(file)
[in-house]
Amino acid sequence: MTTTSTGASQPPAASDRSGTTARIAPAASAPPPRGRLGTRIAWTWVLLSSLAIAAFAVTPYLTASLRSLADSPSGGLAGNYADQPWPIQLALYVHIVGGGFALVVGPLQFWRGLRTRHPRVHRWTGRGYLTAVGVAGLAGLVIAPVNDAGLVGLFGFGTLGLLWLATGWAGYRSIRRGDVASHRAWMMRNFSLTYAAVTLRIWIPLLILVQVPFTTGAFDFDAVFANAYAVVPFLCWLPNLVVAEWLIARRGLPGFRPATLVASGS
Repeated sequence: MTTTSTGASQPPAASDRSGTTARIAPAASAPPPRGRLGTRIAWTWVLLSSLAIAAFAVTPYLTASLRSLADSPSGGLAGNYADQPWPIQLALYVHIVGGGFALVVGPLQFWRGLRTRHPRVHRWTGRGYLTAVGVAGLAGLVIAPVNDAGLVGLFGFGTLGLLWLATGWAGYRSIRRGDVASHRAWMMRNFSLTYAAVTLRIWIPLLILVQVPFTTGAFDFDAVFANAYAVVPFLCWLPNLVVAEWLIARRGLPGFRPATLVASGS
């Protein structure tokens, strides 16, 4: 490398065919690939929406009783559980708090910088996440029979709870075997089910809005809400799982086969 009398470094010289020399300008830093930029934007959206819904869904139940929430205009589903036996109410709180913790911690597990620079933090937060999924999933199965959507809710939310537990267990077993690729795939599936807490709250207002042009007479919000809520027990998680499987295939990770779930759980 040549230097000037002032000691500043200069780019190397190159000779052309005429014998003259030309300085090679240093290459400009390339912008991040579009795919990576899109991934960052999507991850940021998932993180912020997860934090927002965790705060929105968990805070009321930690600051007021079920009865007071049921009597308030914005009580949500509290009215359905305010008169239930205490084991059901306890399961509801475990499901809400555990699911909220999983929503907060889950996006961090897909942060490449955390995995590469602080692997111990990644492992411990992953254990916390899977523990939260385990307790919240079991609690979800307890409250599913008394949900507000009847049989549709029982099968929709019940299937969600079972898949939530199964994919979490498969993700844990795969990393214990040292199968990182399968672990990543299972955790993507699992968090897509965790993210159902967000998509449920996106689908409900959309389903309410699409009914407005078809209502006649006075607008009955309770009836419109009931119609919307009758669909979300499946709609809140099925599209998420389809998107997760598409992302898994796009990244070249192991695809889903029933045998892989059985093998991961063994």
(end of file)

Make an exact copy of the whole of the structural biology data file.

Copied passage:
[in-house]
Amino acid sequence: MTTTSTGASQPPAASDRSGTTARIAPAASAPPPRGRLGTRIAWTWVLLSSLAIAAFAVTPYLTASLRSLADSPSGGLAGNYADQPWPIQLALYVHIVGGGFALVVGPLQFWRGLRTRHPRVHRWTGRGYLTAVGVAGLAGLVIAPVNDAGLVGLFGFGTLGLLWLATGWAGYRSIRRGDVASHRAWMMRNFSLTYAAVTLRIWIPLLILVQVPFTTGAFDFDAVFANAYAVVPFLCWLPNLVVAEWLIARRGLPGFRPATLVASGS
Repeated sequence: MTTTSTGASQPPAASDRSGTTARIAPAASAPPPRGRLGTRIAWTWVLLSSLAIAAFAVTPYLTASLRSLADSPSGGLAGNYADQPWPIQLALYVHIVGGGFALVVGPLQFWRGLRTRHPRVHRWTGRGYLTAVGVAGLAGLVIAPVNDAGLVGLFGFGTLGLLWLATGWAGYRSIRRGDVASHRAWMMRNFSLTYAAVTLRIWIPLLILVQVPFTTGAFDFDAVFANAYAVVPFLCWLPNLVVAEWLIARRGLPGFRPATLVASGS
């Protein structure tokens, strides 16, 4: 490398065919690939929406009783559980708090910088996440029979709870075997089910809005809400799982086969 009398470094010289020399300008830093930029934007959206819904869904139940929430205009589903036996109410709180913790911690597990620079933090937060999924999933199965959507809710939310537990267990077993690729795939599936807490709250207002042009007479919000809520027990998680499987295939990770779930759980 040549230097000037002032000691500043200069780019190397190159000779052309005429014998003259030309300085090679240093290459400009390339912008991040579009795919990576899109991934960052999507991850940021998932993180912020997860934090927002965790705060929105968990805070009321930690600051007021079920009865007071049921009597308030914005009580949500509290009215359905305010008169239930205490084991059901306890399961509801475990499901809400555990699911909220999983929503907060889950996006961090897909942060490449955390995995590469602080692997111990990644492992411990992953254990916390899977523990939260385990307790919240079991609690979800307890409250599913008394949900507000009847049989549709029982099968929709019940299937969600079972898949939530199964994919979490498969993700844990795969990393214990040292199968990182399968672990990543299972955790993507699992968090897509965790993210159902967000998509449920996106689908409900959309389903309410699409009914407005078809209502006649006075607008009955309770009836419109009931119609919307009758669909979300499946709609809140099925599209998420389809998107997760598409992302898994796009990244070249192991695809889903029933045998892989059985093998991961063994």